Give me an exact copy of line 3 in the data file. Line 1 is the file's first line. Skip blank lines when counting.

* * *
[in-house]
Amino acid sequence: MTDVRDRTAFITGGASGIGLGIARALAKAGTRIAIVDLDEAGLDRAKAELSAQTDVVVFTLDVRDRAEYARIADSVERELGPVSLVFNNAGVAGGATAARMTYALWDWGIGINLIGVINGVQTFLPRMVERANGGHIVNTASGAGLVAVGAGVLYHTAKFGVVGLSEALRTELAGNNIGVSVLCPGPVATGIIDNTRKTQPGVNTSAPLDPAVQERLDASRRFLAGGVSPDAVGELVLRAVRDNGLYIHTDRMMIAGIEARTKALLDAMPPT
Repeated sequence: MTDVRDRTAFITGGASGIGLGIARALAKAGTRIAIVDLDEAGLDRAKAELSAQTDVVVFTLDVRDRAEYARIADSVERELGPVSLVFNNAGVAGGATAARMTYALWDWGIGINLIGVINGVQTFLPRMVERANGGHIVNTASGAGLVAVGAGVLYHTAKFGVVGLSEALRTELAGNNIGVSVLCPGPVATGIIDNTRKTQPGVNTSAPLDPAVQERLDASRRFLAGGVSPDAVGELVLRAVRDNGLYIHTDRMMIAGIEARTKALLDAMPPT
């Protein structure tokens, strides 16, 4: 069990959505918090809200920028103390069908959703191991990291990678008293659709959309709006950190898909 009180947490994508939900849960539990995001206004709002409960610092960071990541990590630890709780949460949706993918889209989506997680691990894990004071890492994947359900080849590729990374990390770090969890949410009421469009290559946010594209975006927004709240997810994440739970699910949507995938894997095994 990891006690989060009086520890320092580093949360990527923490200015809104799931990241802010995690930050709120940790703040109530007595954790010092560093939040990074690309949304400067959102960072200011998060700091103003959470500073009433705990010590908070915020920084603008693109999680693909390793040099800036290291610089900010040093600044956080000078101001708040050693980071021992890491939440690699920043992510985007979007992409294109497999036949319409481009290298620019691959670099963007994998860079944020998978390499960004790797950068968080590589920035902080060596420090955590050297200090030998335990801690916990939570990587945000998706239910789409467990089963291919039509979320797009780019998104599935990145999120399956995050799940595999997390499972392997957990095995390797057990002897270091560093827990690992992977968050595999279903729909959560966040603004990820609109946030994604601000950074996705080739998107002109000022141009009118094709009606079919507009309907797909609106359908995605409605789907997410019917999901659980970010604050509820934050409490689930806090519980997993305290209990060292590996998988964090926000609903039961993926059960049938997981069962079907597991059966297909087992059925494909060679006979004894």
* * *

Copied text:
Repeated sequence: MTDVRDRTAFITGGASGIGLGIARALAKAGTRIAIVDLDEAGLDRAKAELSAQTDVVVFTLDVRDRAEYARIADSVERELGPVSLVFNNAGVAGGATAARMTYALWDWGIGINLIGVINGVQTFLPRMVERANGGHIVNTASGAGLVAVGAGVLYHTAKFGVVGLSEALRTELAGNNIGVSVLCPGPVATGIIDNTRKTQPGVNTSAPLDPAVQERLDASRRFLAGGVSPDAVGELVLRAVRDNGLYIHTDRMMIAGIEARTKALLDAMPPT